2. Click the Add button next to Site Search. In Edge, it's next to "Address bar search engines."

(Image credit: Tom's Hardware)

3. Enter content in the Search Engine, Shortcut and URL fields and click Save.

(Image credit: Future)
  • Search Engine: This can be any name you want and is just for identifying the entry. I put "Tom's Hardware" because, in my example, I'm making an entry that just searches Tom's Hardware.
  • Shortcut: The letter you will use to invoke the search in the address bar. I put "t" here, which means I would hit t + space and then my query. This can be more than one letter or even a whole word.
  • URL: This is the actual Google URL for a search with %s representing the query. For URL field, a simple, single-site Google query would look like this:

You would change in the above text to the domain name of your choice. The %s in the URL is a variable that will include whatever query the user types into the address bar. The %3A represents the : symbol, which has been URL encoded.

You can make the URL more complex by adding +-site%3A to exclude a domain, +inurl%3A to make sure text is included in the URL, or +-inurl%3A to make sure text is excluded from the URL. To restrict results to only those pages that have been updated within a time frame, add &as_qdr= to the URL and then one of the following letters:

  • d: past 24 hours
  • w: past week
  • m: past month
  • y: past year

You should now be able to search your site from the address box by hitting space + the letter you designated as a shortcut.

Avram Piltch
Avram Piltch is Tom's Hardware's editor-in-chief. When he's not playing with the latest gadgets at work or putting on VR helmets at trade shows, you'll find him rooting his phone, taking apart his PC or coding plugins. With his technical knowledge and passion for testing, Avram developed many real-world benchmarks, including our laptop battery test.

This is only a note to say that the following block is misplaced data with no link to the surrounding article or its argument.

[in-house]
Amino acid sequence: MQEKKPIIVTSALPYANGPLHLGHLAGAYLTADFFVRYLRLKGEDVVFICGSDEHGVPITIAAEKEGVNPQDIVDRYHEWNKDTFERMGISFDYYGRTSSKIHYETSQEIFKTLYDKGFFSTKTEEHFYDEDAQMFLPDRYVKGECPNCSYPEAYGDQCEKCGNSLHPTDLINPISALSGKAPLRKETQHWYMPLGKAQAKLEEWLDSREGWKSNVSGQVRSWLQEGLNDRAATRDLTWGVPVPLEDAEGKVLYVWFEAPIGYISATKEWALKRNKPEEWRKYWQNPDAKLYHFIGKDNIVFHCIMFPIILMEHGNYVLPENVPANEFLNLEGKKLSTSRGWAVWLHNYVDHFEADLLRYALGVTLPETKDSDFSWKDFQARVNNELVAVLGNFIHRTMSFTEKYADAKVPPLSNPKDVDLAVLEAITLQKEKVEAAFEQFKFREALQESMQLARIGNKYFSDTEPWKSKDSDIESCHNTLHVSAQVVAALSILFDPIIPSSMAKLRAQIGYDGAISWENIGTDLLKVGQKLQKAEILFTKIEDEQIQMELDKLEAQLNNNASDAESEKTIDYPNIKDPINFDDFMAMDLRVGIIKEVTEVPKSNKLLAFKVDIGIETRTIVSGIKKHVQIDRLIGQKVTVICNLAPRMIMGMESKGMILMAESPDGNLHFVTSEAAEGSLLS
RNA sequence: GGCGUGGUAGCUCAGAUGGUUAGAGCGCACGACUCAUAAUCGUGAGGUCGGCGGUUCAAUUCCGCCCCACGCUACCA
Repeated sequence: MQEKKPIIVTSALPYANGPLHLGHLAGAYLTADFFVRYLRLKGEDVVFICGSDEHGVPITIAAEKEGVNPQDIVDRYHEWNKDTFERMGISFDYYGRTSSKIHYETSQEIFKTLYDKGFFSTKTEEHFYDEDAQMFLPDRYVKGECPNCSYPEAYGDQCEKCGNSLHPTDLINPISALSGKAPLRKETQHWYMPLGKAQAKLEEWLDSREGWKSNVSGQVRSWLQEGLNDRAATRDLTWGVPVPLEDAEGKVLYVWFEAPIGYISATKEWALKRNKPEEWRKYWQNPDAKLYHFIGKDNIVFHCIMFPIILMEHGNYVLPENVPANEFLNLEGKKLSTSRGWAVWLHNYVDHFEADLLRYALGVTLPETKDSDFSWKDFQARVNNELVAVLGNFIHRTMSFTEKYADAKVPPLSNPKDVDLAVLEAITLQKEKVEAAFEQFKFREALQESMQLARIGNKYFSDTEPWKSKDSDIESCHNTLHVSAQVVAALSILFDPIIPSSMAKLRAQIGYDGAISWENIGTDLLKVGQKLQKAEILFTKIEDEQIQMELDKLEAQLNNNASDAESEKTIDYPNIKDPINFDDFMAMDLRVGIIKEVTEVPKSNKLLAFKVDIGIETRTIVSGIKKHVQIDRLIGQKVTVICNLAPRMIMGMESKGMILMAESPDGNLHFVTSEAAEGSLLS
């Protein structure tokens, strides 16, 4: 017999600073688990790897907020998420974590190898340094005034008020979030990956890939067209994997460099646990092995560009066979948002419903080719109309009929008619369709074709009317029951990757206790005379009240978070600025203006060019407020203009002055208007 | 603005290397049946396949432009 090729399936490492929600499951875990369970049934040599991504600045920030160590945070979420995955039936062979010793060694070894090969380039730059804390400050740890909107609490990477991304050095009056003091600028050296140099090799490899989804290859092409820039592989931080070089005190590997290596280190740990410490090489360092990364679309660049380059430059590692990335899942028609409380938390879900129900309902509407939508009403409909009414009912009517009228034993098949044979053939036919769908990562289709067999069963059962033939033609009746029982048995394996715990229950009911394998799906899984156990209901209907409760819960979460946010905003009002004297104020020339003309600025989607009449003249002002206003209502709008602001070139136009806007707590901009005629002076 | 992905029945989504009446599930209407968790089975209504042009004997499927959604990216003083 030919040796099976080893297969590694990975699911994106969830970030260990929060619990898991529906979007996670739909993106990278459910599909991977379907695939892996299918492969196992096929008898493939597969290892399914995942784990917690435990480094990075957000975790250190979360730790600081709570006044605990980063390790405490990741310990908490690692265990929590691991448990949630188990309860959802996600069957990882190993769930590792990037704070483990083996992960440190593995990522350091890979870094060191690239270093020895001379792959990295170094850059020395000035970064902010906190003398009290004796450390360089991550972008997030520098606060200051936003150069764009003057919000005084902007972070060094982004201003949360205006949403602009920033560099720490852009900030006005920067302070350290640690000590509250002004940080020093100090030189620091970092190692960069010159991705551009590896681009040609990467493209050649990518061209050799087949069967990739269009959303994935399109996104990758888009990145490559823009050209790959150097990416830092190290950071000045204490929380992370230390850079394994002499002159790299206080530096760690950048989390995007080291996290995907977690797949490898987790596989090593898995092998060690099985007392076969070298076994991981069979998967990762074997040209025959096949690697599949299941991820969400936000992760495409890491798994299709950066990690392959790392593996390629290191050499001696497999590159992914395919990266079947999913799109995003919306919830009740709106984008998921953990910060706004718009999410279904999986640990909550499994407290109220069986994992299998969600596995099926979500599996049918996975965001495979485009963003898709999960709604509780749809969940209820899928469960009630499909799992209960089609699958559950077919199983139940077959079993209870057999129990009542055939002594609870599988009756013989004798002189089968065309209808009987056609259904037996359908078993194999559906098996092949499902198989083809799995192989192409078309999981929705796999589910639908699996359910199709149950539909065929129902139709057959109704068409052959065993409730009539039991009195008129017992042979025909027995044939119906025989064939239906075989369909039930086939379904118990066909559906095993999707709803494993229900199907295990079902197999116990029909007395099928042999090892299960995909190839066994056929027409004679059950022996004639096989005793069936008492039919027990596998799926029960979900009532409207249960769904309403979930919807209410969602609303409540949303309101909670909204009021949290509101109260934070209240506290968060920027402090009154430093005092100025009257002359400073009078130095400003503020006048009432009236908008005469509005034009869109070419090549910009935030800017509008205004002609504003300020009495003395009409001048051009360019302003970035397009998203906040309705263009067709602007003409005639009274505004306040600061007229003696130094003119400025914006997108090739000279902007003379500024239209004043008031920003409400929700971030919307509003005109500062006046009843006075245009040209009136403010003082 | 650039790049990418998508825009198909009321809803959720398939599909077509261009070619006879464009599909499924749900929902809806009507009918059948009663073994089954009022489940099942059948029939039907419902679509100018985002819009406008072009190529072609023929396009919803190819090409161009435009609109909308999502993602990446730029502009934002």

• Alvar "Miles" Udell
    Has been a thing for a while to just add the search term to Chrome or Edge in its custom search engine box. TomsHardware's, for example, would be:
    Comes with the added benefit of syncing across devices, not requiring any extension, and already excludes subs like since it has its own search function not included in the main TomsHardware search, so no need to add additional exclusions. The TH forum's address would be

    Personally I think your extension is more complicated and less efficient to use than the in-built system, especially if you have to manually exclude subs, like forums, from every site.

    At least I assume TH's EIC coded the extension himself and didn't ask Copilot or Bard to write it.
  • Plbowers
    You should look into dtrt (do the right thing). It will change your life if you like stuff like this.
  • CmdrShepard
    Or I could just use Brave instead of Chrome and configure my own search engines and keywords manually.
  • PEnns could use AutoHotKey to create a script to assign a shortcut (such as TH for, and let the script load at Startup.

    Then, one would just type (for example) "best cpu" and then TH and hit the space bar. Done.

    I haven't typed my address (among many other long sentences) in years, I just enter addr instead.
  • apiltch
    Alvar Miles Udell said:
    At least I assume TH's EIC coded the extension himself and didn't ask Copilot or Bard to write it.
    Yes. I wrote this, without any help from an AI. I have been writing extensions, web pages, etc for a long, long time. I made this one for my coworkers a long time ago, but then I realized that I could revise it slightly and set it to public in case anyone else might want it. I found that most people I work with prefer the simplicity of the extension to changing the advanced search settings, but to each their own, which is why I explained how to do it manually or via extension.
  • jimmyeatcorn
    Reminds me of "Omni Search" - although I guess that's 3 keystrokes